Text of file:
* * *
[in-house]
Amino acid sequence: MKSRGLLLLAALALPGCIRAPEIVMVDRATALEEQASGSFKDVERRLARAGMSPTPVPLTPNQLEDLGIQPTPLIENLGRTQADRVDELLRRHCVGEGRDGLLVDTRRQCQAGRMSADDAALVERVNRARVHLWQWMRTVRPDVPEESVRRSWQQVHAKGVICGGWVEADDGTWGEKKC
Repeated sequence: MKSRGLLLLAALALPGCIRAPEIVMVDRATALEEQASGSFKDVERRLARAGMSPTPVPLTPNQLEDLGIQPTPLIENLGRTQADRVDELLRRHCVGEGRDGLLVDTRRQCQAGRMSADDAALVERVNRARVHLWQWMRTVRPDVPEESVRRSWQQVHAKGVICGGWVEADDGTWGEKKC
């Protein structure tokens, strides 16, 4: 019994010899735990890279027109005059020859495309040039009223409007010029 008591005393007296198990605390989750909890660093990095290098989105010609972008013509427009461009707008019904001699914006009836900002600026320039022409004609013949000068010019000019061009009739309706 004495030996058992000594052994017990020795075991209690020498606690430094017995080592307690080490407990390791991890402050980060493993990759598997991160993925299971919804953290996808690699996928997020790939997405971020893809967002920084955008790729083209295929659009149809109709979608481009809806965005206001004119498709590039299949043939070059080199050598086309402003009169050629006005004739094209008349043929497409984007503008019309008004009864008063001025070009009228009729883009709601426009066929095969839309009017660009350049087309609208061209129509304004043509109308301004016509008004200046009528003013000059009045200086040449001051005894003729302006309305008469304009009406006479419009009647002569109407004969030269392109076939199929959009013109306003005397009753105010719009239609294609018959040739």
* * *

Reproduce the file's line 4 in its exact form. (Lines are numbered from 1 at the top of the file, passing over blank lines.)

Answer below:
């Protein structure tokens, strides 16, 4: 019994010899735990890279027109005059020859495309040039009223409007010029 008591005393007296198990605390989750909890660093990095290098989105010609972008013509427009461009707008019904001699914006009836900002600026320039022409004609013949000068010019000019061009009739309706 004495030996058992000594052994017990020795075991209690020498606690430094017995080592307690080490407990390791991890402050980060493993990759598997991160993925299971919804953290996808690699996928997020790939997405971020893809967002920084955008790729083209295929659009149809109709979608481009809806965005206001004119498709590039299949043939070059080199050598086309402003009169050629006005004739094209008349043929497409984007503008019309008004009864008063001025070009009228009729883009709601426009066929095969839309009017660009350049087309609208061209129509304004043509109308301004016509008004200046009528003013000059009045200086040449001051005894003729302006309305008469304009009406006479419009009647002569109407004969030269392109076939199929959009013109306003005397009753105010719009239609294609018959040739």